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The “grandfather of the intensive care unit”, who won hearts by cuddling babies, dies of pancreatic cancer

For nearly 15 years, David Deutschman – also known as the “grandfather of the intensive care unit” – hugged babies in the neonatal intensive care unit and played with sick young children as a volunteer in children’s health care in Atlanta. His efforts to help overworked parents and sick children went viral a few years ago; people loved to hear about his kindness to others when they needed him most.

Deutschman died at the age of 86 on November 14, just two and a half weeks after being diagnosed with stage IV pancreatic cancer. His family can’t believe he̵

7;s gone, but they say they know his legacy will continue for years to come.

“Volunteering has absolutely enriched his life,” Deutsch Daughter’s daughter, Susan Lily, 55, from Telluride, Colorado, told TODAY. “The most significant part was the actual time he spent with these patients and their families.”

David Deutschman.Courtesy of Mary Beth Brulot

“He had a very successful business career and I have never heard him speak with such gratitude and love for what he does, at any time during his 41 years in the company, as he talks about his participation in the people in the hospital.”

Deutschman began volunteering after retiring from a marketing career. He found that he had too much free time and wanted to keep practicing. One day he was in a nearby rehab facility when he saw children’s health care in Atlanta and showed up to see if he could volunteer. After some training, he began his second act as “ICU’s grandfather”. While families often looked for him because he was so popular, he felt as if he was the one who made the most of his time there.

“He said many times, ‘I don’t know how many people realize how much more I get out of this than I put in,'” Lily said. “(He would say)” You know, I get feedback from families how much they value me, but I I appreciate them. “

Deutschman liked to hold babies or play with older children, his daughter said. He realized that exhausted parents and families took advantage of being there.

“The emotional support he managed to provide mainly to the mothers, but also to many of the fathers and extended family members, brothers, sisters, grandparents, was important. He was almost like a member of the clergy or a social worker, “Lily said. “Even the nurses trusted him.”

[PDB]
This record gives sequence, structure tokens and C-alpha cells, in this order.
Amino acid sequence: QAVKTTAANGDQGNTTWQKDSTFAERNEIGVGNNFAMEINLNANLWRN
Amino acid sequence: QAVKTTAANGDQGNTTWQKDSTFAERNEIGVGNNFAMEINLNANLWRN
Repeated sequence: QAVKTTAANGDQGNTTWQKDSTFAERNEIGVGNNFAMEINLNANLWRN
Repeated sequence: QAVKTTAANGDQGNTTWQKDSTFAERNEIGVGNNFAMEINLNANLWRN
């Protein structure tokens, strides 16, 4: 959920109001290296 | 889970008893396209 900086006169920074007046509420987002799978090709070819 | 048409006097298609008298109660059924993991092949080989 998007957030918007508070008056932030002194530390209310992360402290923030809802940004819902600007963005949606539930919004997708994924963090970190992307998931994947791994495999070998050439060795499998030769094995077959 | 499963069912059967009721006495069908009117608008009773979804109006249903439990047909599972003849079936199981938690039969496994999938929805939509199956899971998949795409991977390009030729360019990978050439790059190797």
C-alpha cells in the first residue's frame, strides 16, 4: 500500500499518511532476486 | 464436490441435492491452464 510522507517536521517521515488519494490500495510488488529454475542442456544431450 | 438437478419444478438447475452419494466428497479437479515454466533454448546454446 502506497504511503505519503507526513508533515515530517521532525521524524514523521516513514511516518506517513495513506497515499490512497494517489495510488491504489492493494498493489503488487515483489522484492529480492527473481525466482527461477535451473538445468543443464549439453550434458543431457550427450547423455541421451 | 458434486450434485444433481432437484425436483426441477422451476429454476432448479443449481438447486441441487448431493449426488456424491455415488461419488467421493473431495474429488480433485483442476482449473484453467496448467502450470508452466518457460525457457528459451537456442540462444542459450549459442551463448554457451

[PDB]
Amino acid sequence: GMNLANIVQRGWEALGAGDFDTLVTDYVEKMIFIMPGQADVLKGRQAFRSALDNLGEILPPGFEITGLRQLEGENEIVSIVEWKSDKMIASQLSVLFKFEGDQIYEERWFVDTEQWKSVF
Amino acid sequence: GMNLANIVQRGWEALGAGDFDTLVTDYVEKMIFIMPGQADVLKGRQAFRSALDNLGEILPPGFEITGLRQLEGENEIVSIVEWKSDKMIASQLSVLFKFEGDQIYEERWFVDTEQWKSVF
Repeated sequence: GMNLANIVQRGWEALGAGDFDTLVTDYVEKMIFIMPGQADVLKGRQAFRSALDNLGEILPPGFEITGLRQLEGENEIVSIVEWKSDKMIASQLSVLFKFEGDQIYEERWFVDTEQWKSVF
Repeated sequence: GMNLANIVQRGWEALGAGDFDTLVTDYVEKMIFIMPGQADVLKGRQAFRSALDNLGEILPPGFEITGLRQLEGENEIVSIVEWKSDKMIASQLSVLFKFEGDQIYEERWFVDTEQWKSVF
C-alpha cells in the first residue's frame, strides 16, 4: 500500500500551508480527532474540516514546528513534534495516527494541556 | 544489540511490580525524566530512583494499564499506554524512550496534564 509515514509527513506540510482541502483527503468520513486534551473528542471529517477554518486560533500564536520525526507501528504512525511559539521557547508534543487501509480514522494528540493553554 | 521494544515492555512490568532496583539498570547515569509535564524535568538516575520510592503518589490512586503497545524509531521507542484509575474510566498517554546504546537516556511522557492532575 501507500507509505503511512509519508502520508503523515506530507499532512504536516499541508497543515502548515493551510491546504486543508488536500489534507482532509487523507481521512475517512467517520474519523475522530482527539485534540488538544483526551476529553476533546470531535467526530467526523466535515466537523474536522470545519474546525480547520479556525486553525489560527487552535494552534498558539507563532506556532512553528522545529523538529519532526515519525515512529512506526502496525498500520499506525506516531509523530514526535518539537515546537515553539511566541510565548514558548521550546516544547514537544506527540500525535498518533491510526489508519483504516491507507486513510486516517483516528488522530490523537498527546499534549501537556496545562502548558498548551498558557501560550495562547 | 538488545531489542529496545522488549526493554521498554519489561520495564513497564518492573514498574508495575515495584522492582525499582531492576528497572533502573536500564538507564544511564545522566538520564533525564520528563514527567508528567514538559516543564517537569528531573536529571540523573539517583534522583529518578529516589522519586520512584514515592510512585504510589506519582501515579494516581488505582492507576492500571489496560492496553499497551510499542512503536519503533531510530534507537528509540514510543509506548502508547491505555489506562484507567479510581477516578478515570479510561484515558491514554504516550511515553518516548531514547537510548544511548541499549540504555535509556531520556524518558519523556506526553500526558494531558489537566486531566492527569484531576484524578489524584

Volunteering inspired and motivated him.

“It was definitely a new goal for him and something that absolutely enriched his life,” Lily said. “It was a great pleasure to see how he has that impact. Why not share his love with people who could use it in their most vulnerable times? “

Deutschman often observed babies and their families for years. If they return to the hospital, he will try to visit them.

“He would have returned (to the hospital) even if he hadn’t volunteered one of his days – especially if they had to have a procedure,” Lily said. “He would come in and grab them by the arms or grab them.”

When Deutschman turned 85 in November 2019, his energy began to wane and he considered retiring from the volunteer position he loved so much. Then the COVID-19 pandemic began and the volunteer program was halted, allowing a natural way out. As the months went by, he lost weight before visiting his doctor on October 27 to get answers.

The next day he learned that he had metastatic pancreatic cancer. Doctors encourage him to start caring for a hospice.

“None of us expected to get such a terrible diagnosis,” Lily said. “He made it very clear to all his relatives and even to his friends that he felt grateful to have lived a full and rich life.”

Before his death, Atlanta Children’s Health organized a parade to cheer up Deutschman and his family.

“We appreciate the outpouring of support,” Lily said.

Deutschman is survived by his wife of 58 years, Ronnie; his daughters, Susan Lily and Jill Deutschman; and his grandchildren and great-grandchildren. Lily said she and her sister were not surprised that their father was so popular with families at the hospital. He has always been a great listener.

Lily decided to follow in her father’s footsteps and become a volunteer emergency medical technician. She said she believed others could learn from her father’s example.

“Everyone can have a purpose at any stage of their lives,” she said. “It simply came as a surprise to him how much came out of it. Volunteering and serving others is deeply rewarding. “

An earlier version of this story was first published on TODAY.com.

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